Reid nearly laughed and ruined it all when he realized Nathan was trying his hardest to turn this into a date, not like a desperate psychotic, but like a teenage boy who was hoping to find a willing outlet for his urges despite being told 'no'. "It's not a date," said Reid, though his voice was light, teasing. "But I'll take you out to dinner to celebrate not becoming a monster."
Nathan flushed and nodded, and Reid hoped he hadn't stepped in it. "All right, well, it's over this way," he said, leading Reid out into the crowd, making it too hard for them to talk.
Reid sighed, frustrated, and followed. The restaurant wasn't trendy, but it had a lot of couples, and he could only wonder why Gideon would send him to a fancy restaurant like this if he wasn't supposed to be leading Nathan on. "Two for dinner, please?" he said, stepping up to the hostess.
Eyes flicked over the two of them, but her smile stayed plastered on as she snagged two menus and said, "Right this way."
They sat, and Nathan's eyes followed her, taking Reid's along with them. "She looks like one of them," said Nathan, his voice holding a mix of distress and longing and something else, the thing that scared Reid whenever he thought about it too much.
"I'm pretty sure it's required," said Reid; she had on a silver satin blouse and a short, tight black mini skirt, high heels that must kill by the end of the night and perfectly fashionable hair. "Not all women can dress like Garcia when they're at work."
That made Nathan laugh, and the haunted look faded from his eyes a little bit. "It feels like it's getting harder and easier at the same time," he said, fidgeting with his silverware. "I keep slipping into that place in my head, but it's like I can open the door and leave when I want to, thanks to you."
"It wasn't just me," said Reid, opening his menu to give him something to do with his hands, his eyes. "You did most of this all by yourself, coming to me, crying out for help. You kept from hurting anyone, and you can keep doing it."
Nathan looked so terribly uncertain, but he opened his menu and looked over the choices anyway, letting it end the discussion. Reid was glad to see that, unlike his own, Nathan's menu didn't have the prices on it, and would have wondered if he could get the FBI to pay for the meal if he didn't honestly make enough to cover it easily anyway. They ordered, and Reid was grateful that their server was a man old enough to be both their fathers, polite and knowledgeable but not particularly attractive, not another target for the violent urges in Nathan's head.
"When were you here before?" asked Reid.
Nathan shrugged. "I won this award thing, for my writing, and Mom brought me here to celebrate." He swallowed, gaze flickering over to the hostess as she led another couple to their table. "The judge was really impressed with how well I portrayed such a disturbed mind at my tender age," he added, his voice ironic and just a little hopeless.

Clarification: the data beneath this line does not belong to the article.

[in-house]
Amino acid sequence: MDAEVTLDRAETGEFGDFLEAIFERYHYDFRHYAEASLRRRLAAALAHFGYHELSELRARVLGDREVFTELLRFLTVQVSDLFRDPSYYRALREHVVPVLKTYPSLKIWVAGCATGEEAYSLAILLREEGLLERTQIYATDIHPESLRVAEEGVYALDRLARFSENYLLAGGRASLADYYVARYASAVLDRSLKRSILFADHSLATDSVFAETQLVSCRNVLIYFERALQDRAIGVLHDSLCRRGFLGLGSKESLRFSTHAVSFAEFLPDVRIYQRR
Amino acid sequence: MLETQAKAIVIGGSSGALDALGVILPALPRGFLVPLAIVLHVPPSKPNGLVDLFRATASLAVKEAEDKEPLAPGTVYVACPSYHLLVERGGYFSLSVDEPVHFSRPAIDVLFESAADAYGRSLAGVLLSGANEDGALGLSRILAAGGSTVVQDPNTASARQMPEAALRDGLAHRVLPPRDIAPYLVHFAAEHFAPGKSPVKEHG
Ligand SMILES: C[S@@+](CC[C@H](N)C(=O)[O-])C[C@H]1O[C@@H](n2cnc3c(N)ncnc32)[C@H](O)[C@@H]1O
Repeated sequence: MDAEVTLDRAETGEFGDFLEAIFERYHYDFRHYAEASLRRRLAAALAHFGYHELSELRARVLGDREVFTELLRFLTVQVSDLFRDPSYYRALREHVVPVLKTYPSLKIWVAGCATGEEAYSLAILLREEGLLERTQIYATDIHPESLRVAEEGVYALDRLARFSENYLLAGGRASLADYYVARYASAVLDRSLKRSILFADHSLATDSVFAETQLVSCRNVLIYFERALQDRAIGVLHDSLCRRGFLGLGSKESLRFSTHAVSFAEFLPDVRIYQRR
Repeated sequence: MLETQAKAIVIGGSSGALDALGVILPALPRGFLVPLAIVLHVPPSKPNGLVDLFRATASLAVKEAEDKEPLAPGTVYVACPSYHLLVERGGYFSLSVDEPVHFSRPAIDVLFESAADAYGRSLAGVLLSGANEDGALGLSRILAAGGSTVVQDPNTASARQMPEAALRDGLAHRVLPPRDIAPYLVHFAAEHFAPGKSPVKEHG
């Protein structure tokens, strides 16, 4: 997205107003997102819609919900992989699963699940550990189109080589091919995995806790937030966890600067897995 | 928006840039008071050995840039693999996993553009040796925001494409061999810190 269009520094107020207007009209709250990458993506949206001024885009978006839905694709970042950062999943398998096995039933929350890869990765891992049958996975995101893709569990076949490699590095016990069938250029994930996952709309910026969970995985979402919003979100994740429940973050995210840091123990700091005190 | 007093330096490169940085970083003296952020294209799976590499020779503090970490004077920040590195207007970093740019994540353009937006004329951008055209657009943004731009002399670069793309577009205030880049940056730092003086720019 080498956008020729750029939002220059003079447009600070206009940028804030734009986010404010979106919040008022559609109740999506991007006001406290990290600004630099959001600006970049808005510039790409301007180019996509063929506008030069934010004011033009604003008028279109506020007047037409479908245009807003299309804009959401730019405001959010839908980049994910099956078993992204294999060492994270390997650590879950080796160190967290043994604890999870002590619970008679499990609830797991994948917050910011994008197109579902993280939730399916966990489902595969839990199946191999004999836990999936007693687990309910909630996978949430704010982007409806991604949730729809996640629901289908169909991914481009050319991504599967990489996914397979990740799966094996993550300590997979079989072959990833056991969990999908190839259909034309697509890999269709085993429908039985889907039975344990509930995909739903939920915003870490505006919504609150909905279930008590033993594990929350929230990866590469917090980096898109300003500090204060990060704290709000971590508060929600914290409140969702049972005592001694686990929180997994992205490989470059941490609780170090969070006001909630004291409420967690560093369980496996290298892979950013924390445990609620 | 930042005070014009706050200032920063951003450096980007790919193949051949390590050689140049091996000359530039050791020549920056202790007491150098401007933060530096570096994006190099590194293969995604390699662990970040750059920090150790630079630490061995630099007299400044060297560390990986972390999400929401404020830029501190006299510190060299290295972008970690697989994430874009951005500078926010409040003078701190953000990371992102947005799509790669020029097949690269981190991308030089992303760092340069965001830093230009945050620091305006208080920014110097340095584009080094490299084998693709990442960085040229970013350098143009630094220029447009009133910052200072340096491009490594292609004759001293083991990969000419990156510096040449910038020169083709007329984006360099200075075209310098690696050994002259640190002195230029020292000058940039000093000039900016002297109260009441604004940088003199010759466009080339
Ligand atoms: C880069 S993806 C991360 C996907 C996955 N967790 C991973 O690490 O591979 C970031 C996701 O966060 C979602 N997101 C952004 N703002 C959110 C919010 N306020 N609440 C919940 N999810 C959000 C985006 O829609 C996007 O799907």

"People are always surprised when they find out teenagers understand more than music and hormones," said Reid, steering the conversation away from the shoals of Nathan's madness. "Writing can often be a healthy way to explore ideas that are too disturbing to deal with in reality. Murder mysteries aren't just popular because they make people feel smart for solving them, but because we're fascinated with the idea of taking another life. Fiction is a safe outlet, as long as you don't let it become a 'to do' list."
Nathan laughed at that, and Reid relaxed, since he knew he'd been straying into the lecture mode that usually bored the pants off of people. "I never, ever want to do those things," said Nathan determinedly.
After that the conversation wandered all over the place, and Reid stopped worrying about Nathan so much and spoke freely about his work and the things that Nathan so hungered to understand. Nathan's mood was up and down, but Reid couldn't really blame him, considering. Eventually Reid paid and they left, full but not so much so that they wouldn't be ready to camp out in the diner in a few hours -- Nathan had confessed to insomnia, which Reid dutifully reported to Gideon when he called, getting a promise to call again in another hour.
"Is he really worried about you?" asked Nathan curiously, having overheard Reid's reassurances.
"I think he just wants to make sure neither one of us does anything stupid tonight," said Reid. They'd talked about transference a little bit earlier, and Nathan had acknowledged that it was possible some or all of what he was feeling would vanish once he became healthier.
"It doesn't always help, knowing more about what's going on inside my head. I mean, it doesn't stop it from going on, you know?" said Nathan, hands shoved into his pockets as they went into the bookstore.
"I know," said Reid, thinking back to his own social difficulties, all the psychology he'd picked up to explain it and him still stuck inside his own skin, unable to effectively relate to those around him. "Are they going to allow you some books at the hospital?"